There were other times, too, when we see Jesus choosing to let his divine nature to come to light.  He turned water into wine (John 2:1-11).  He healed the deaf, blind and sick (Mark 7:31-37, Matt 20:29-34, Matt 8:14-15).  He cast out demons (Matt 9:32-33) and raised the dead to life again (Matt 9:18-19, 23-25).
Here on the mountain we see Jesus as he is; God and man together.  God in human flesh come to earth to save human beings from their sins.  And not only that but we see the ultimate end, Jesus will go to the cross and die, but that cross is victory for him, not defeat.  As Jesus stands on the mountain with Moses and Elijah, we see His resurrection. 
Now, we shouldn’t think that because Jesus is God that the cross was nothing.  Don’t forget we said that Jesus isn’t only God; he is fully and completely human.  He is God born in humble human flesh, as we celebrated a few short weeks ago.  All that affects human beings affected Jesus, because he is fully human.  As we heard a moment ago, he was subject to the emotions, deeds, and actions of a complete human life.  That includes pain, suffering, and even death.
Have this mind among yourselves, which is yours in Christ Jesus, who, though he was in the form of God, did not count equality with God a thing to be grasped, but made himself nothing, taking the form of a servant, being born in the likeness of men. And being found in human form, he humbled himself by becoming obedient to the point of death, even death on a cross. (Php 2:5-8, ESV)
That obedience isn’t just talking about doing the right thing, it’s also talking about being completely human, suffering and dying, as a human would suffer and die.  If you doubt the reality of Jesus suffering all you must do is spend some time reading the accounts of Jesus praying in the Garden of Gethsemane before he was arrested.  It’s a far cry from the Mount of the Transfiguration:
Then Jesus went with them to a place called Gethsemane, and he said to his disciples, “Sit here, while I go over there and pray.” And taking with him Peter and the two sons of Zebedee, he began to be sorrowful and troubled. Then he said to them, “My soul is very sorrowful, even to death; remain here, and watch with me.” And going a little farther he fell on his face and prayed, saying, “My Father, if it be possible, let this cup pass from me; nevertheless, not as I will, but as you will.” And he came to the disciples and found them sleeping. And he said to Peter, “So, could you not watch with me one hour? Watch and pray that you may not enter into temptation. The spirit indeed is willing, but the flesh is weak.” Again, for the second time, he went away and prayed, “My Father, if this cannot pass unless I drink it, your will be done.” And again he came and found them sleeping, for their eyes were heavy. So, leaving them again, he went away and prayed for the third time, saying the same words again. Then he came to the disciples and said to them, “Sleep and take your rest later on. See, the hour is at hand, and the Son of Man is betrayed into the hands of sinners. (Mt 26:36-45, ESV)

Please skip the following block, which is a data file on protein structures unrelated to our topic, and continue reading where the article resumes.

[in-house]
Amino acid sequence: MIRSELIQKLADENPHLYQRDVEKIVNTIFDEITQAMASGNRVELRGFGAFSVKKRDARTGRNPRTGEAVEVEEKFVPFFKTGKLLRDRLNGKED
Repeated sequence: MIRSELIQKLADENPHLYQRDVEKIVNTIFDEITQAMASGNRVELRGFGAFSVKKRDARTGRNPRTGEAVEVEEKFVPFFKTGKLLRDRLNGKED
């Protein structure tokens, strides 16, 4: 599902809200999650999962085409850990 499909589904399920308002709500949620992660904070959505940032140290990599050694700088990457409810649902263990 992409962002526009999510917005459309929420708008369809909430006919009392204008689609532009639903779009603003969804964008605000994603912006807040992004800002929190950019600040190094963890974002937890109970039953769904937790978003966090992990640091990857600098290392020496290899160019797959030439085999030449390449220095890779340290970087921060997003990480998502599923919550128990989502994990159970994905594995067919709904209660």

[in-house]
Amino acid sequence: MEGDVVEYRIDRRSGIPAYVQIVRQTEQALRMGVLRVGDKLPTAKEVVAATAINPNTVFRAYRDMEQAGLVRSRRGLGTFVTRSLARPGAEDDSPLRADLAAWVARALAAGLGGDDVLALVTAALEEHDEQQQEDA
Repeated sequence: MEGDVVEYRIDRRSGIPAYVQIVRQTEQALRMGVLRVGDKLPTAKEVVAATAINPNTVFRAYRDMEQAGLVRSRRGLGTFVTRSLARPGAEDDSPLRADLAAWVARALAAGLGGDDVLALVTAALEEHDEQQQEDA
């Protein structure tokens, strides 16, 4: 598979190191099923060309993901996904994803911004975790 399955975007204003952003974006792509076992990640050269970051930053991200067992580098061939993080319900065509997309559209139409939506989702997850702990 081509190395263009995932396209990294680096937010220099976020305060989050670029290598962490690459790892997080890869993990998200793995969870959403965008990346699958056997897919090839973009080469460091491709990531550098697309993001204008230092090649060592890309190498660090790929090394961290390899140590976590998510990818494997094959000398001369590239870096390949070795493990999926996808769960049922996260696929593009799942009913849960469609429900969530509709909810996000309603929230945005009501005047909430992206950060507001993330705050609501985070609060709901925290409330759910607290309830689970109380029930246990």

It’s the same cast of characters, except Jesus is suffering and the disciples are sleeping.  Later on, on the cross for three hours, Jesus bore the pain of death (and more) and we see why it’s so important to know that Jesus is God and man.  All human beings, except Jesus, deserve God’s anger and punishment for their sin.  That’s you and me, that our sons and daughters, our grandparents and great-great-grandparents, in fact, every person who has ever live and will ever live.  That’s a lot of sin, a lot of punishment, a lot of suffering.  We deserve the suffering of hell.  But it’s the suffering and death of Jesus, true God and true man, Jesus, the Son of God, that is set in the balance against it all.  His death is enough to cover it.  His suffering is enough to cover it.  Not only did he suffer a physical death but also, he suffered the spiritual consequences of our sin.  On the cross and in his death, Jesus suffered torment of hell.  God, the Father, abandoned him to death.  Jesus suffering in our place was enough; we don’t have to suffer the punishment of hell anymore.
And that brings us right back to the Mountain where Jesus is shining like the sun.  The story of Jesus doesn’t end with suffering, death and punishment on the cross.  The transfiguration is like a little glimpse of the resurrection.  The victory of the cross is shown when life returned to Jesus body in the tomb.  It is no longer necessary for Jesus to hold back his divine nature.  From then on, he is just as he was described on the mountain; Jesus in all his glory; Jesus God and man in one person, still fully God and fully human; Jesus the one who conquered sin and death and hell.
And so, where does that leave us, as we stand here at The Mountain of the Transfiguration, with forty days of Lent, forty days of a penitential attitude ahead?  Well, depending on Jesus, I hope.  Just think, the same Jesus that stood on that mountain shining like the sun, suffered the darkness of death, and rose again to shine like the sun.  The big thing to remember is that he did it for you.  You know how difficult life is.  You know how death chases you around.  You know how your sin makes your life miserable.  You know that no matter how hard you try, nothing you do is going to change it.  That shining Jesus is the answer to it all.  His life, death and resurrection change it all for you.  Your sin is forgiven.  That means that you can set it aside and go on with your life.  Your death won’t end in hell’s punishment; it ends in a resurrection like Jesus and in life forever with him.  That’s why the dark colors and somber tones only temporarily cover up the joy that is coming at Easter.  That’s the attitude that Transfiguration sets in place for Lent.  Amen.
The peace of God that passes all understanding keep your hearts and minds in Christ Jesus. Amen.